The Kalayan Island Group technically encompasses most of the Spratlys, but in reality amounts to five islands, two sandbars and two reefs that the Philippines currently controls, including Ayungin and Lawak 60 miles to the north. Both serve as a strategic gateway to the rich oil and gas reserves of the Reed Bank, within the Philippines’ 200-mile exclusive economic zone (EEZ).
The mayor has 288 voting constituents of whom about 120 live at any one time on Pag-asa, the only island with a civilian population.
The Marines on the Sierra Madre see the Chinese boats as a source more of mystery than fear, the NYT reported.
Bito-onon said the Chinese could come and take Ayungin at any time and the Marines would simply surrender.
The article said the Philippines’ best hope for resisting China currently hinges on the efforts of American lawyer Paul Reichler, who specializes in international territorial disputes.
The Philippines challenged China’s claim to most of the South China Sea before an arbitral tribunal of the United Nations and hired Reichler to argue its case.
The case initiated in January seeks to invalidate China’s nine-dash line and establish that the territorial rights be governed by the United Nations Convention on the Law of the Sea. The subtleties of the case revolve around EEZs and continental shelves without expressly resolving sovereignty issues.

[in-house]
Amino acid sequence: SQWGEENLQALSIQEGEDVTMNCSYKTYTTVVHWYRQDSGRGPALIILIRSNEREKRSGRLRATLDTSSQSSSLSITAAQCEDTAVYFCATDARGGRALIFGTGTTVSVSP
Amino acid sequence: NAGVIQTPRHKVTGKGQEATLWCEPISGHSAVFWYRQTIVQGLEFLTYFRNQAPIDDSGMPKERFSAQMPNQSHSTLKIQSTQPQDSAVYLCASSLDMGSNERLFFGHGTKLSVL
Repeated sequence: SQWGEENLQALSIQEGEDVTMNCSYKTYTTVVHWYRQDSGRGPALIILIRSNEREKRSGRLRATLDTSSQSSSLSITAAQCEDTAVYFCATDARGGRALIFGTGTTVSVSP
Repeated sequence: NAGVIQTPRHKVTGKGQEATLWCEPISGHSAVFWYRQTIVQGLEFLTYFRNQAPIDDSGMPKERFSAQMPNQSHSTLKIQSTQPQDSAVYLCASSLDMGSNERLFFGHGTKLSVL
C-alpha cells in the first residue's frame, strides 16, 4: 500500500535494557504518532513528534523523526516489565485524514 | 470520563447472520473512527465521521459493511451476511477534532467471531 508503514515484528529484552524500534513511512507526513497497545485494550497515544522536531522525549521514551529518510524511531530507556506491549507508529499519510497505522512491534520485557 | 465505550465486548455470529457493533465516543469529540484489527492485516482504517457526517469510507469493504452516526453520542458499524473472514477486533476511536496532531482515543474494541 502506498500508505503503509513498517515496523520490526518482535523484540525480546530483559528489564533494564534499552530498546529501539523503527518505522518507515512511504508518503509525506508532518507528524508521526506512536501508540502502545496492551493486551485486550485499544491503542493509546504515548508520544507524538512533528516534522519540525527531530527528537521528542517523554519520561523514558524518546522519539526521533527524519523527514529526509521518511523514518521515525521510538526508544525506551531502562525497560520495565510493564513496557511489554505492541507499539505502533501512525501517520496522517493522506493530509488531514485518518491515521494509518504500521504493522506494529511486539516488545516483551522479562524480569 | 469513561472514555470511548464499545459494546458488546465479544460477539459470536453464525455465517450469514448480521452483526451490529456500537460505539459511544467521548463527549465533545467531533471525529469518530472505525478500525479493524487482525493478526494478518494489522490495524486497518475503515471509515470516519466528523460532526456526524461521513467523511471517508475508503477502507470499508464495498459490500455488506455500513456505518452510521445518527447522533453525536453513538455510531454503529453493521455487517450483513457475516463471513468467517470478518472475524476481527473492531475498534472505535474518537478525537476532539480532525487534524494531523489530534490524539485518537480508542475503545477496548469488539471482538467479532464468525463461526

Reichler told Himmelman Ayungin will be part of the case now.
Reichler is hoping the tribunal will define Ayungin as a “submerged feature” – meaning it is considered part of the seabed and belongs to whoever owns the continental shelf underneath it, not to whoever happens to be occupying it.
An arbitration outcome unfavorable to the Chinese would create some public perception problems for them, but China is unlikely to be deterred, in part because there is no enforcement mechanism, the magazine said.
“The entire world has an interest in the South China Sea, but China has nearly 1.4 billion mouths and a growing appetite for nationalism to feed, which is a kind of pressure that no other country can understand,” it added.